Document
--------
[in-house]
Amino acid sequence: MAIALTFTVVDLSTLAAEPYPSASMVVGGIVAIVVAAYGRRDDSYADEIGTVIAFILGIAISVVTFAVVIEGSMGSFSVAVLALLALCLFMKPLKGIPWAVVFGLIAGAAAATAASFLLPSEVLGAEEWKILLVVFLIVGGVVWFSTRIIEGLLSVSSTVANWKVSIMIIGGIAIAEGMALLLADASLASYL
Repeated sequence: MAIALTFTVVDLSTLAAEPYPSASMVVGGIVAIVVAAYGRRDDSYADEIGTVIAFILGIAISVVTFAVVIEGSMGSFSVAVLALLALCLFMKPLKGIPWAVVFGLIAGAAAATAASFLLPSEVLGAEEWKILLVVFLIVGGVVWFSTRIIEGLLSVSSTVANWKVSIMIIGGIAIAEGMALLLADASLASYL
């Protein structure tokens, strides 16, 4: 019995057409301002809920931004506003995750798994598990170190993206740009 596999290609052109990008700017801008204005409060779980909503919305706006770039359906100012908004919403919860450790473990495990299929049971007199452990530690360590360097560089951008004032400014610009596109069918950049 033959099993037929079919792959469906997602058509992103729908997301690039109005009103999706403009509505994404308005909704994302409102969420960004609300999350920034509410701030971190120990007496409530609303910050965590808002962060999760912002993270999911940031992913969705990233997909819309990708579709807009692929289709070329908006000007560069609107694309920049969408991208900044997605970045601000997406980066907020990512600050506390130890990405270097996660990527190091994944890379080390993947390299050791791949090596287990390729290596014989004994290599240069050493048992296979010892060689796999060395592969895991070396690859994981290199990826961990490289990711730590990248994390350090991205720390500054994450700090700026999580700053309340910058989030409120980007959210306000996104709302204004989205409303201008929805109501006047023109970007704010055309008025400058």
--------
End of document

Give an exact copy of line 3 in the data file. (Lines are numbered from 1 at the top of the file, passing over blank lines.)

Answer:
Repeated sequence: MAIALTFTVVDLSTLAAEPYPSASMVVGGIVAIVVAAYGRRDDSYADEIGTVIAFILGIAISVVTFAVVIEGSMGSFSVAVLALLALCLFMKPLKGIPWAVVFGLIAGAAAATAASFLLPSEVLGAEEWKILLVVFLIVGGVVWFSTRIIEGLLSVSSTVANWKVSIMIIGGIAIAEGMALLLADASLASYL